There Is No Happy Love: 8 Women (2002)

The tagline for this move was simple: 8 Women, 1 Murder.  I will admit that it is not the greatest of taglines and led me to be a bit dismissive about the French work initially, however, it is seriously a film about the murder of one male and eight women who attempt to come to grips and find the culprit.  With that being said, 8 Women is fantastically quirky and completely beyond anything I could have possibly predicted.  The opening title sequence is rather frilly and almost tacky, perhaps intentional on the part of director Francois Ozon and delivers a commentary of what the film will be, a group of women acting in the most dramatic and frivolous ways possible as they attempt to make somewhat tacky excuses to their various misdeeds.  A combination of slapstick humor, musical numbers and snide humor, 8 Women is a  film that has inevitably redeemed my faith in French comedies.  Somewhere between the hipness of Godard and the whimsy of Almodovar lays 8 Women.  A colorful film, with a mind of its own, provides a complete reimagining of what we, as viewers, have come to recognize as a thriller.  Furthermore, despite the narrative being heavily involved in the notion that women are inherently deceptive, one cannot deny that it should be praised for having a cast that is composed nearly entirely of women, and the one male present only amounts to maybe a minute of screen time.  If for no other reason than because the film is riotously fun, it is a must-watch movie.

8 Women, as the title suggests, follows a group of 8 contentious women who are all recouping with the recent announcement that the familial head, patriarchal figure Marcel (Dominique Lamure), has been the victim of a murder.  This leads the house into unrest, initially with Marcel's discovery by his youngest daughter Catherine (Ludivine Sagnier) who constantly vies for the adoration and acknowledgement of pretty much anyone.  Catherine's sister, and Marcel's other daughter Suzon (Virgine Ledoyen) also become involved with the plot as she has recently returned home from college.  Marcel's wife Gaby (Catherine Deneuve) is also present, although she makes it clear that their relationship was strained.  Marny (Daniell Darrieux) is also in attendance as the mother in law to Marcel, she lives with both Marcel and Gaby in her old age.  Gaby's sister Augustine (Isabelle Huppert) is also a resident of the house because she suffers from a variety of heart issues making living alone inconceivable, add to the mix two maids and Marcel's own sister and paranoid claims arise instantly.  As each accusation flies it becomes clear that deception has existed within Marcel's household far before his recent death, ranging from affairs, to back door card games and a series of problematic business dealings that seem to put the biggest amount of strain on the entire family.  As the plot thickens, or falls apart depending on a persons interpretation, it becomes evident that each woman involved has a considerable secret they are hiding and combined together results in an unfathomable amount of deception, all that is blown away by a new fact about Marcel's death that will even surprise the most versed of film viewers.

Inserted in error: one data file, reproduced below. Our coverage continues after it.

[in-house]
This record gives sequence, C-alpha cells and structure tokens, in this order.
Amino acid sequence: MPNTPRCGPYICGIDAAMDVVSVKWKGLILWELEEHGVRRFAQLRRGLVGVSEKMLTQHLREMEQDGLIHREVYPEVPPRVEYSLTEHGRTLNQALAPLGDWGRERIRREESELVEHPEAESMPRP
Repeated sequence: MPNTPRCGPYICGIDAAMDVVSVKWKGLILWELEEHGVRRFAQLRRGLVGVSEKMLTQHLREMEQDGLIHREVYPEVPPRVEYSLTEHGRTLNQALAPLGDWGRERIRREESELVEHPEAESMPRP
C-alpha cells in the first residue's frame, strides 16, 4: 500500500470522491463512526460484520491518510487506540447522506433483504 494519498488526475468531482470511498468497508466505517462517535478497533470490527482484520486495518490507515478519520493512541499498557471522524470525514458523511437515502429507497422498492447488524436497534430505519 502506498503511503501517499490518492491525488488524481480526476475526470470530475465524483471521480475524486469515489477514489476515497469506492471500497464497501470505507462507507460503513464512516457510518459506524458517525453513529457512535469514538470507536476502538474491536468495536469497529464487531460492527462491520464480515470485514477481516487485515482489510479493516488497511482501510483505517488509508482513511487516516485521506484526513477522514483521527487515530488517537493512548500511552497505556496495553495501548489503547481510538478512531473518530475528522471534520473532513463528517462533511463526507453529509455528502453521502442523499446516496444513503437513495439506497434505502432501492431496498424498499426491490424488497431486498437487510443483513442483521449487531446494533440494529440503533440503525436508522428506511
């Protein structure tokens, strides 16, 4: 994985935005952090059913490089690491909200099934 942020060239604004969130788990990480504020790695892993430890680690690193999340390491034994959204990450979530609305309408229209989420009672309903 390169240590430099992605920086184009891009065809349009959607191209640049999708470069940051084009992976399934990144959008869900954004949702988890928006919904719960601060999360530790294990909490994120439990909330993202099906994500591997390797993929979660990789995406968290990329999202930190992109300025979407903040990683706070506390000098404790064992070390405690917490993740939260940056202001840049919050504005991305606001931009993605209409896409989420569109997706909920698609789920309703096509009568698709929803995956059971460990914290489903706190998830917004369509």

It is hard to completely praise the film for its depictions of women in main roles as much of what is shown is egregiously problematic.  First off, the film clearly posits that women are amongst other things hysterical, deceptive, sex-crazed and vampiric in their craze for money.  None of these of course are factual claims about women in general and merely serve as a means of narrative continuation, played up to comedic proportions.  Furthermore, it is an issue that a film depicts women distrusting one another, but that again serves as narrative advancement and simply just needs to be acknowledge.  What the film does right is depict a group of women together, one in which they completely possess the narrative.  It is a woman-centered film, with women in it and only lacks a female director to complete the trifecta.  I would have to revisit the film to see if it passes the Bechdel Test, because considering that Marcel's death does serve as an overarching factor it is possible that it fails the test on the grounds of nobody having a conversation without mentioning a male figure.  Another notable factor of the film is that it approaches issues of gender, class and race simultaneously in a film, something I have only seen done one other time in French film via Black Girl, a film I highly recommend.  I hate to go with the statement that some acknowledgement is better than none, but in the case of such a fun and enjoyable film as 8 Women I cannot recommend it enough and praise it for what it does accomplish critically.

Key Scene: The initial song and dance number is most excellent, probably due to the fact that it is so unexpected.

8 Women is a film well worth renting and viewing, if you are an ardent Francophile then purchasing might be an option as well.

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